Guernsey Press

St Martin’s site’s ‘premium’ stables could be used by others

A BLOCK of ‘premium’ stables on a controversial St Martin’s site could be used by other horse owners, if a variation in a planning condition is granted.

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The new equestrian site for Grace Stables, under development on the western side of Fort Road. (Picture by Sophie Rabey, 33018637)

Permission was granted to erect two stable blocks and accompanying riding infrastructure at Grace Stables, on the western side of Fort Road, at the end of 2021.

It led to some public anger about the dramatic change in the ground levels, as the work got under way, and that application had more than 20 objections. The project is now well progressed.

The original permission was conditional that the site not be used for commercial livery or a riding school, as commercial use involves different planning policy considerations.

In the latest application A7 Design director Andre Rolfe-Bisson said his client was now looking for clarification that non-family users could contribute to the running costs of the stables. It would not be a commercial venture, but the other horse owners would contribute financially towards the stables’ running costs.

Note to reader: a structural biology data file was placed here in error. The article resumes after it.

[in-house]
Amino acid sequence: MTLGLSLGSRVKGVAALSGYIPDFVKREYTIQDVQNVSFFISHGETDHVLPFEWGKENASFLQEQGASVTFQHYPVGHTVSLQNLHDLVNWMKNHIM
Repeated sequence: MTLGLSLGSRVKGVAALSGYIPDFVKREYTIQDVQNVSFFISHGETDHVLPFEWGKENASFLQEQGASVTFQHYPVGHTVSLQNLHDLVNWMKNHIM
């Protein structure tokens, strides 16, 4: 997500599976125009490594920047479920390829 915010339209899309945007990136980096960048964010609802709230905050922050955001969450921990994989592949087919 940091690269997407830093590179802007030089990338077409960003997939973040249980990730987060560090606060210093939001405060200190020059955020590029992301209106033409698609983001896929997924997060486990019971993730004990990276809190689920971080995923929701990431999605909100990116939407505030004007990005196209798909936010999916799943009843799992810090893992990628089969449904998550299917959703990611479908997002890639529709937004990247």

The site includes two stabling barns, each containing six horse stalls. Mr Rolfe-Bisson said his client’s horses and ponies would be accommodated in one of the two blocks. This would leave the other block available for use by non-family parties.

‘High-end stabling facilities are very limited within the island and the site has already attracted considerable positive attention within the equine community,’ he said.

‘Those persons that have visited it, albeit while it remains under construction, view it as a premium site and our client is confident that, regardless of whether non-family users are able to contribute towards its operating costs (with a variation to the condition), or make use of it without doing so (per the current planning permission), these users will share our client’s values of respecting location, the environment and, essentially, ensuring an harmonious co-existence with neighbouring residents.’

Mr Rolfe-Bisson said the stables would not be operated as a commercial venture by his client.

‘He simply wants the ability to allow non-family users to fairly contribute to the not-insubstantial running costs,’ he said. It is suggested the condition be changed to allow the site to stable horses, which can contribute to the site’s running costs on a not-for-profit basis.

‘Grace Stables will not be a commercial livery or riding school, or operated for any other trade or business, but will be a discrete, private, domestic, not-for-profit facility, available for the use of our client’s family and a small number of other parties who, with the Planning Department’s approval, will be able to contribute to the site’s running costs,’ Mr Rolfe-Bisson said.